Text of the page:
Where I live on the border between Germany and Switzerland there is a big lake, Lake Constance. Well, it's big by our standards. The Rhine runs in one end and out the other end over the Rheinfall, so there is a fair current, and it can be cold, depending on the time of year. Occasionally intrepid people swim all the way along it (63 km, 39 miles) or across....


10

In France, the law puts the mayor in charge of securing bathing areas so all rules are indeed local. However, it's mostly about deciding where bathing is allowed or not and not so much on clothing and other details. While there are typically extensive rules for public swimming pools, I have never heard of similar rules for open-air swimming, whether they ...


9

I think that is very subjective as it is up to everyone to choose their style. Living on the Côte d'Azur, when I go to the beach, usually it is the older people that wear speedo-style swimwear, most of the young people wear shorts. The population is mixed so there are several people wearing speedo-style swimwear. But honestly, I don't think people care and ...


9

If your swim is official and publicized, customs officials will be waiting for you on the shore. I understand this happened for people swimming Lake Ontario from the US to Canada, and for channel swimmers. I saw this for the man who recently tight-rope-walked above Niagara Falls - even before his family hugged him, he got his passport stamped. I believe ...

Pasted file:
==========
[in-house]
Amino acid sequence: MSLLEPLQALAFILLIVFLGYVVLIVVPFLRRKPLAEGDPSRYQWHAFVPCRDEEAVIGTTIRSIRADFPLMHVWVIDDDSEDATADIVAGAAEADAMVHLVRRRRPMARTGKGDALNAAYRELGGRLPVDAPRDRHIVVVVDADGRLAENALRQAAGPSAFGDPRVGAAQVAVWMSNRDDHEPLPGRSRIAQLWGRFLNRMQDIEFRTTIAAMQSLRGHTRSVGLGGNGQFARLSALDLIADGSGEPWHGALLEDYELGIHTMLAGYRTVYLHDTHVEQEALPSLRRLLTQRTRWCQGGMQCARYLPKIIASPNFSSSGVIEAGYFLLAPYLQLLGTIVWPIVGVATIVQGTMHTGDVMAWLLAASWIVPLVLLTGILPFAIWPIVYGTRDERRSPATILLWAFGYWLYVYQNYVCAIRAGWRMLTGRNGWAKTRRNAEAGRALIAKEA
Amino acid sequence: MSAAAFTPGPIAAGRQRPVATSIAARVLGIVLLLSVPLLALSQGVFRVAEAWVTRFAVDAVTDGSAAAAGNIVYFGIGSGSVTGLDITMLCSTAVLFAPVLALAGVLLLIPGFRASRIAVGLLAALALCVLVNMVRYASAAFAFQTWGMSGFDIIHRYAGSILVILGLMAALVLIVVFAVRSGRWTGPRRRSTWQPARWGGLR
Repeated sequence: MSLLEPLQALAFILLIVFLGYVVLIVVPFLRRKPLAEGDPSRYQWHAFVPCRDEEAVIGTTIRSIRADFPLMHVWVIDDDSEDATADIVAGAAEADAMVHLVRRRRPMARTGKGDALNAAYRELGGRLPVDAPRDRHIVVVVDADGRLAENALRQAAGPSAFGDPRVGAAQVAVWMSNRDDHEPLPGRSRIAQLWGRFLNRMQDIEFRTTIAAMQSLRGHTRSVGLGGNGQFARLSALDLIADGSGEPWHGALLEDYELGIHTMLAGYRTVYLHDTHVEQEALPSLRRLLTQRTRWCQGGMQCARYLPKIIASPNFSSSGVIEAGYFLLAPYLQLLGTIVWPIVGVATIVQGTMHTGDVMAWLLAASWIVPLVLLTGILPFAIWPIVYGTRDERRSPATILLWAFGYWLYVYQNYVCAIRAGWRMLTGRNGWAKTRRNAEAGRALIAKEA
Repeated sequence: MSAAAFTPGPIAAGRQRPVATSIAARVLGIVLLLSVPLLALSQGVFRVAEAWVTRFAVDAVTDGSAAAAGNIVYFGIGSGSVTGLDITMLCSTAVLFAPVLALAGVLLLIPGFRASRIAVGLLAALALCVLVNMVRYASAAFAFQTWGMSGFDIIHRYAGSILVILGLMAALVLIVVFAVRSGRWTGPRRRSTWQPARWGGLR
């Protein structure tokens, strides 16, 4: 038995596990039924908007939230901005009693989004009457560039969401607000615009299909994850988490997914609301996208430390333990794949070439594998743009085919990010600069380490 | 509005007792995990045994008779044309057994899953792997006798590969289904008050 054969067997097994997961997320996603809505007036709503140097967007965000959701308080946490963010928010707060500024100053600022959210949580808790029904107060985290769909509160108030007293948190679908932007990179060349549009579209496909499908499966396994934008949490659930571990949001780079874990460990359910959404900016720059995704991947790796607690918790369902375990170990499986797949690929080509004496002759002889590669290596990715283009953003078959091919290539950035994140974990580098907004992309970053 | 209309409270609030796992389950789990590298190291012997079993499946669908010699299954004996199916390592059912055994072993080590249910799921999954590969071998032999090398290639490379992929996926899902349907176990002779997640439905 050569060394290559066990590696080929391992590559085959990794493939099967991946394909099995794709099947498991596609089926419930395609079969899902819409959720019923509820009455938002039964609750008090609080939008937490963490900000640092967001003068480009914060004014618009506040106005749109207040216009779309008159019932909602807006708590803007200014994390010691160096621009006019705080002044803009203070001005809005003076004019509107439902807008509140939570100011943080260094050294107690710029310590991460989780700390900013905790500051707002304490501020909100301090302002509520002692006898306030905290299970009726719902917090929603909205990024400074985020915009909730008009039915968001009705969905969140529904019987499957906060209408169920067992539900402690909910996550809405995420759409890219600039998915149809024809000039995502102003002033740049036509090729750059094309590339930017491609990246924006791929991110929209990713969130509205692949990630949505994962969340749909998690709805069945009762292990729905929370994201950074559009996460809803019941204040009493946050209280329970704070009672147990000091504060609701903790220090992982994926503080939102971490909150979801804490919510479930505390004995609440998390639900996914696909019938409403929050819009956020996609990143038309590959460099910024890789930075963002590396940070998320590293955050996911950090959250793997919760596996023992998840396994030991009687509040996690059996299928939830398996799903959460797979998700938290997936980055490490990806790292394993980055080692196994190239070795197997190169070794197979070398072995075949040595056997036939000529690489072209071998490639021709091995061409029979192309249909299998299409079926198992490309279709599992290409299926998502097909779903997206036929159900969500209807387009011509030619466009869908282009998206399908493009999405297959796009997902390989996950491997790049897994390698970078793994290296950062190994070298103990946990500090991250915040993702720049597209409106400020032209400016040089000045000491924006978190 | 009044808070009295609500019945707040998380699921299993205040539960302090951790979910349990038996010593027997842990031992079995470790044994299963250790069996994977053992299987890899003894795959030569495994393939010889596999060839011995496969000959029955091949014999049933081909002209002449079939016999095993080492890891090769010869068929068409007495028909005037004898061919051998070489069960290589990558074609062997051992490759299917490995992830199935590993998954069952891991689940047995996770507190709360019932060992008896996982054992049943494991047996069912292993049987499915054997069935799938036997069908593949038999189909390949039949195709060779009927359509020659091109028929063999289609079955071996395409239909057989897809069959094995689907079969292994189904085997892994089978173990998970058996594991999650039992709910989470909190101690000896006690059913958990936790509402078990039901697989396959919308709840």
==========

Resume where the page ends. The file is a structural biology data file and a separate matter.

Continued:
9

As Willeke notes, the specific rules may vary between pools (and possibly regions), but in my experience, anything that clearly looks like swimwear, as opposed to underwear (or, worse yet, streetwear) will likely be acceptable. If in doubt, just go to your local pool and ask. I'm sure the staff can explain what they consider acceptable swim attire. Or, ...


8

There are answers stating that you can enter the given country only in the specified points. In the free movement zones, like Schengen, it's possible you can cross border anywhere (depending on the agreement between parties) but generally, you can't just enter the foreign country wherever you want. But your problem can start even sooner, because first you ...


8

There are some countries that allow for customs by mail for this type of crossing. For example, crossing into Canada via swimming or canoeing into the Quetico qualifies as a remote border crossing (link) because there simply are not customs offices in the middle of the wilderness. You still have to "pass customs" but you would not be arrested on site when ...